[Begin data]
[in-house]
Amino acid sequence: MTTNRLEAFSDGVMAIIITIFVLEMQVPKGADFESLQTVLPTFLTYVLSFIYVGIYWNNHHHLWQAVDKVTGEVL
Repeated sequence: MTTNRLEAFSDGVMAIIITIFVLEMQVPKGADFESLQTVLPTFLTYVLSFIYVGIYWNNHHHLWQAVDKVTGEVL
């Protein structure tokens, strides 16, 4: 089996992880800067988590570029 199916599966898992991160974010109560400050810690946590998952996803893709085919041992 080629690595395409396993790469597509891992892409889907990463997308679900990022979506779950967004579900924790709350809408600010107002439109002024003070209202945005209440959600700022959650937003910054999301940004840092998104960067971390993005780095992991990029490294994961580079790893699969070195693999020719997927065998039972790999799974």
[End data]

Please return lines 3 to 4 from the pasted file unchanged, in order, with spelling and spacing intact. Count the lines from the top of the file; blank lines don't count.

Repeated sequence: MTTNRLEAFSDGVMAIIITIFVLEMQVPKGADFESLQTVLPTFLTYVLSFIYVGIYWNNHHHLWQAVDKVTGEVL
């Protein structure tokens, strides 16, 4: 089996992880800067988590570029 199916599966898992991160974010109560400050810690946590998952996803893709085919041992 080629690595395409396993790469597509891992892409889907990463997308679900990022979506779950967004579900924790709350809408600010107002439109002024003070209202945005209440959600700022959650937003910054999301940004840092998104960067971390993005780095992991990029490294994961580079790893699969070195693999020719997927065998039972790999799974």